? “ Industry must try to curb cellphone thefts,” Letters, Opinion, March 17
Thea Selby’s letter pointing the finger at the cellphone industry for thefts is the perfect example of a major social problem today: rejection of personal responsibility. Apparently what happens to us is everyone’s fault but our own. She thinks police officers telling her to not use her cellphone in public are “blaming the victim”? Then why bother to lock our front doors?
Following her opinion, if we then get robbed, it’s the fault of police officers or some builder who failed to make theft-resistant unlocked homes. That’s more than foolishness from someone who wanted to be District 5 supervisor. It’s absurd.
? Political labels
I have been continually baffled by your publication’s choice of nomenclature when it comes to our local politicians. Supervisor David Campos is branded a “progressive,” yet has proven to be a reliable corporate-style conservative on numerous pieces of legislation — including votes in favor of privatization of our parks, regressive taxes and fees, as well as AT&T’s successful move to colonize our streets with gigantic utility boxes.
Conversely, I find it equally baffling that radical corporate-conservative Supervisor Scott Wiener is celebrated as a “moderate.” There has been nothing “moderate” about his views, and many of his bills and free-speech-chilling ordinances (passed by a compliant and complacent Board of Supervisors) will continue to have negative impacts on the lives of ordinary San Franciscans long after Wiener has moved away.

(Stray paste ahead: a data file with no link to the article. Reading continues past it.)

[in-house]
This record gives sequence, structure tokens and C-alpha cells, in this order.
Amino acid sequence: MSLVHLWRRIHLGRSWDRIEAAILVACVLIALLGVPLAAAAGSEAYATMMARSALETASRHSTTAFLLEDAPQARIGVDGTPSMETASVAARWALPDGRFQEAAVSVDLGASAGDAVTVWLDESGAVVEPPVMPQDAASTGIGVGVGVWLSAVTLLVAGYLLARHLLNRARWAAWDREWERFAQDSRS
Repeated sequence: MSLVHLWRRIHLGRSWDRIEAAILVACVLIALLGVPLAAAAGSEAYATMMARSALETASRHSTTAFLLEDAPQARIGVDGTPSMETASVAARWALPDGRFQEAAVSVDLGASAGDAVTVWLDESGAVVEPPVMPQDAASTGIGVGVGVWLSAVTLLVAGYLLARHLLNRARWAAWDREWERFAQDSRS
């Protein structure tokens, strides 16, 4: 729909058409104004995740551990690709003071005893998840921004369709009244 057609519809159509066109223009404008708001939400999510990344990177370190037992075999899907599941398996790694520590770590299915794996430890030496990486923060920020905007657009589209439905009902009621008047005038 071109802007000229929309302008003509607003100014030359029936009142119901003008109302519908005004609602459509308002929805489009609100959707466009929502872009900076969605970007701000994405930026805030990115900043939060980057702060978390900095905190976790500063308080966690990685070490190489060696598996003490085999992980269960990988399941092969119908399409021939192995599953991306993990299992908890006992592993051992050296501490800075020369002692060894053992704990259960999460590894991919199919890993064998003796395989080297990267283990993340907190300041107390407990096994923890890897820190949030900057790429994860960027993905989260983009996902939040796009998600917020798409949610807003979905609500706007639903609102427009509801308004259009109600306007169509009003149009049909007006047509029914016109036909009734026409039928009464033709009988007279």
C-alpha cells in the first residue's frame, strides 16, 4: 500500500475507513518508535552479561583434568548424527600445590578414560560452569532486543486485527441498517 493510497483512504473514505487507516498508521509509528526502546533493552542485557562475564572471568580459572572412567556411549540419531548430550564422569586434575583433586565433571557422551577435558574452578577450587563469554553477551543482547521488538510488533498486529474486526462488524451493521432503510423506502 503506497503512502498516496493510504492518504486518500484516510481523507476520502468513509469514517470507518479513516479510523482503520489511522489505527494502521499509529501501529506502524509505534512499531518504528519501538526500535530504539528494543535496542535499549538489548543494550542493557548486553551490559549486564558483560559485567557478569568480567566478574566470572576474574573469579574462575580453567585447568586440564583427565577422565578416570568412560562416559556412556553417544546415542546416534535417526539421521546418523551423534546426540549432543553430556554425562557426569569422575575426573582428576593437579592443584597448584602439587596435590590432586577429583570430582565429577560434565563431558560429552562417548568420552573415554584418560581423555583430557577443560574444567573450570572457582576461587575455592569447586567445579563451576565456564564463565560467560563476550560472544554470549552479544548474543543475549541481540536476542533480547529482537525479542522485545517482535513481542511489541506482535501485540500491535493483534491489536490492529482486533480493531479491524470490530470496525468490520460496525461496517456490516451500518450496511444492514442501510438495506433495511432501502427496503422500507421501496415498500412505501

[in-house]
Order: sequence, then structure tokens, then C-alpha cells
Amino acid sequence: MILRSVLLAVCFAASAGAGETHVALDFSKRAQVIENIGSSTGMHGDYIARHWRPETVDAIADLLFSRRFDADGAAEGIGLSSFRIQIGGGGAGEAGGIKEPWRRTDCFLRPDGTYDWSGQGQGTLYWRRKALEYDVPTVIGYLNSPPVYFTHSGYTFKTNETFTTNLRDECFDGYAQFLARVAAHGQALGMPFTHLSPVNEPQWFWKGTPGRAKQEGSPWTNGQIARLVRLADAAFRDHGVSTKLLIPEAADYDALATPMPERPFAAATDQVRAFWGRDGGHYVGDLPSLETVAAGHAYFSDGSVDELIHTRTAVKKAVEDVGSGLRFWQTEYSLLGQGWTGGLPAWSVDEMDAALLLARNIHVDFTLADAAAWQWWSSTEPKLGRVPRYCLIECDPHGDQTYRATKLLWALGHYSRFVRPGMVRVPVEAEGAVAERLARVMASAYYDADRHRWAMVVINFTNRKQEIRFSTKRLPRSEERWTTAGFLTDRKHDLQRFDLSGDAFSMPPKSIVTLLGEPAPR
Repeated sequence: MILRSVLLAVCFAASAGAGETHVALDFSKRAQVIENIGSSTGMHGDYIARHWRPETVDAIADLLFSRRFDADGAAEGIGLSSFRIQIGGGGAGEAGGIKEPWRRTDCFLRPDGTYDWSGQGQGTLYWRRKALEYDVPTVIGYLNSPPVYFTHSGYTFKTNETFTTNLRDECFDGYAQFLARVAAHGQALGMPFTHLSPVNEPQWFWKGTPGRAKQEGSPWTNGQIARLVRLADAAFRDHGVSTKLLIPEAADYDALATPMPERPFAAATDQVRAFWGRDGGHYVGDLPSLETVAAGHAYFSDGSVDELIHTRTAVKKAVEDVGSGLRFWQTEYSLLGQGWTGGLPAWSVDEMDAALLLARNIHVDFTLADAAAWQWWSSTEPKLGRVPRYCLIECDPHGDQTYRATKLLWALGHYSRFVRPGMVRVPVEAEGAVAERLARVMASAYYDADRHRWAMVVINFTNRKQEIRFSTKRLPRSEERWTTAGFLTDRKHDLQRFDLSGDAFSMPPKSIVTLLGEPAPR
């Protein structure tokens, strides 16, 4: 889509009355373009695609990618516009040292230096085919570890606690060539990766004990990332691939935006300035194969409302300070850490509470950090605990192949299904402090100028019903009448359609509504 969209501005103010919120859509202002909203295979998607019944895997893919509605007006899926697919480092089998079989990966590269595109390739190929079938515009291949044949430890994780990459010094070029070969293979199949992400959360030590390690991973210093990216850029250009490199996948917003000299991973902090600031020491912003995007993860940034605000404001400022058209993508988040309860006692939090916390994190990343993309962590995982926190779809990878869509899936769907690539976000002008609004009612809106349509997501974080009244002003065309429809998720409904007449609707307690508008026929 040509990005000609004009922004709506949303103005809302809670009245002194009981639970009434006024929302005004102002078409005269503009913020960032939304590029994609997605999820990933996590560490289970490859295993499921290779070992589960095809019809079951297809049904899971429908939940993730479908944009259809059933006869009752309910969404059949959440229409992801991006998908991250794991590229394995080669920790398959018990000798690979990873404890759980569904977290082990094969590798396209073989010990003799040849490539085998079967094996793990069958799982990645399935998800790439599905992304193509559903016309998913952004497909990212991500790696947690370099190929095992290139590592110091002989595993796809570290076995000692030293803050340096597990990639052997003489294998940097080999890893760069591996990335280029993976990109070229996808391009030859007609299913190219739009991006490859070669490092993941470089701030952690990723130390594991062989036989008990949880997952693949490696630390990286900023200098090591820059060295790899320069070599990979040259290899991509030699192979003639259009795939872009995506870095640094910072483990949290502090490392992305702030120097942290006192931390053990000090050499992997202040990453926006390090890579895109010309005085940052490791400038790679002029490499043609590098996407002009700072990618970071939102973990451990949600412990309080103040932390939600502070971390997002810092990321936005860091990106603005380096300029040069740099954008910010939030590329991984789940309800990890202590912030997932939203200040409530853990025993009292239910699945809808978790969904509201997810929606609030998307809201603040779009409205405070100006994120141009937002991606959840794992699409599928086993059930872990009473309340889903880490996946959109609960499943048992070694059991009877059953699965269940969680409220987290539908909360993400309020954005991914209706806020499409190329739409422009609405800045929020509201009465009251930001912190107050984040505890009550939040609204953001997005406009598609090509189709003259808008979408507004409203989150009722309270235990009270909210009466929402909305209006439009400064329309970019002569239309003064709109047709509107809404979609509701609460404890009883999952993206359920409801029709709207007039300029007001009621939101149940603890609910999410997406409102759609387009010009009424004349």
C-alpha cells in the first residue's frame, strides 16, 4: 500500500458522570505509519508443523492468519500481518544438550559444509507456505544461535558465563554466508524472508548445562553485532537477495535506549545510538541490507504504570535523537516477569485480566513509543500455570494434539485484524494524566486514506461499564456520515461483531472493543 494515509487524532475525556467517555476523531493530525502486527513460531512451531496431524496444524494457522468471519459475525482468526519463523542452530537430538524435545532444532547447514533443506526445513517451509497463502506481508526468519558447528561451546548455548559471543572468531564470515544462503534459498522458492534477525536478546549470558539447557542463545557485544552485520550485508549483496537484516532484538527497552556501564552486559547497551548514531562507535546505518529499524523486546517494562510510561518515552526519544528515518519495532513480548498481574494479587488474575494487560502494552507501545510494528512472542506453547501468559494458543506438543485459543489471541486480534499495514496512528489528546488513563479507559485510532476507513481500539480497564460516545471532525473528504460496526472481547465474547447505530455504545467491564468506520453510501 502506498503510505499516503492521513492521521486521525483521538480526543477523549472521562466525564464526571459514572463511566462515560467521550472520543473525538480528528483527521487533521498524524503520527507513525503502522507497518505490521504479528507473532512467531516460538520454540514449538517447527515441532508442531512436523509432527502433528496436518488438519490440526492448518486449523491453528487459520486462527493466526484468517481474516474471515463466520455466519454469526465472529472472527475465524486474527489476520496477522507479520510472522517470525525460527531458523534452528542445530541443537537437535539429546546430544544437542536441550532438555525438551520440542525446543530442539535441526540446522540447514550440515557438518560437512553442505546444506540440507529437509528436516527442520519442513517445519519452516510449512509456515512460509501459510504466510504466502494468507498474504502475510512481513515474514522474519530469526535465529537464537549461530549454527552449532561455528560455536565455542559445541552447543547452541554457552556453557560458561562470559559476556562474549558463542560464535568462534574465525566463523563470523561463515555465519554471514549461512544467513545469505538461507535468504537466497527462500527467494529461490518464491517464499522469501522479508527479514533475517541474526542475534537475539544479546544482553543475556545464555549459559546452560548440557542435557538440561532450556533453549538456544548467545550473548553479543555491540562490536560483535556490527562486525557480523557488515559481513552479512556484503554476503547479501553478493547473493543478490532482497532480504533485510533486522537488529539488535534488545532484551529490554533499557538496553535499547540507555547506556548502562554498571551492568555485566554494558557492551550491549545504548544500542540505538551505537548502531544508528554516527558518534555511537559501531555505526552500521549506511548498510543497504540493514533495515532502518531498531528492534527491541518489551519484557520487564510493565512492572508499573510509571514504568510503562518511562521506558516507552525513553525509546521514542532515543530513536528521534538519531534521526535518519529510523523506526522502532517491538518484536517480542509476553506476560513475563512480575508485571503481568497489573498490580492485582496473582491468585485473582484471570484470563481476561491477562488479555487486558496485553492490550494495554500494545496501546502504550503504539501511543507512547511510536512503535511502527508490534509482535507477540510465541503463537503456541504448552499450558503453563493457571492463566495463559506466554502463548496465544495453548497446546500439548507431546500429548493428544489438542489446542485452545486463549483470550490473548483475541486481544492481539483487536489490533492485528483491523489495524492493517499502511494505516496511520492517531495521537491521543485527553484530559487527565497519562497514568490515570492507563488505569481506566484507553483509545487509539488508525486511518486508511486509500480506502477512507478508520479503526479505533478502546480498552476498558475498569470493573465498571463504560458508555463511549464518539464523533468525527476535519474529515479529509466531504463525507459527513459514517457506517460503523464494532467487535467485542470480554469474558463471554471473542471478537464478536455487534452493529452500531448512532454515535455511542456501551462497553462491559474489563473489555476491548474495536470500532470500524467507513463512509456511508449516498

Harry S. Pariser
? “San Francisco tenant advocates worry about costs of quake-safety upgrades,” Local News, March 19
The benefits of seismic upgrades are unclear for tenants? Renters do not think $300 to $400 per year to protect themselves from death or injury is a benefit?
I think the benefit is very clear. If really low-income renters cannot afford this, there is a process at the rent board to contest capital improvement pass-through costs. For most renters, however, this is a small price to pay to protect themselves, their families and their possessions.
? “Bevan Dufty making big strides on homelessness,” Editorial, Opinion, March 5
“Glow words” dominate The San Francisco Examiner’s editorial about The City’s latest effort to cure homelessness through better outreach.
Not one word addresses the expense of The City’s new effort. Nor does the editorial say how much San Francisco spends currently on the homeless population.
? “Spring training irrelevant, unless you’re Tim Lincecum,” Sports, March 10
Tim Lincecum may be better suited for the bullpen or an occasional start, rather than as a regular starter who weighs 160 pounds.
I could also see him closing games (by committee) since Sergio Romo is not yet a proven commodity over the long haul of a season. The problem is Lincecum knows you do not make $20 million per year in the bullpen, and he’ll be off to greener pastures when the contract is up.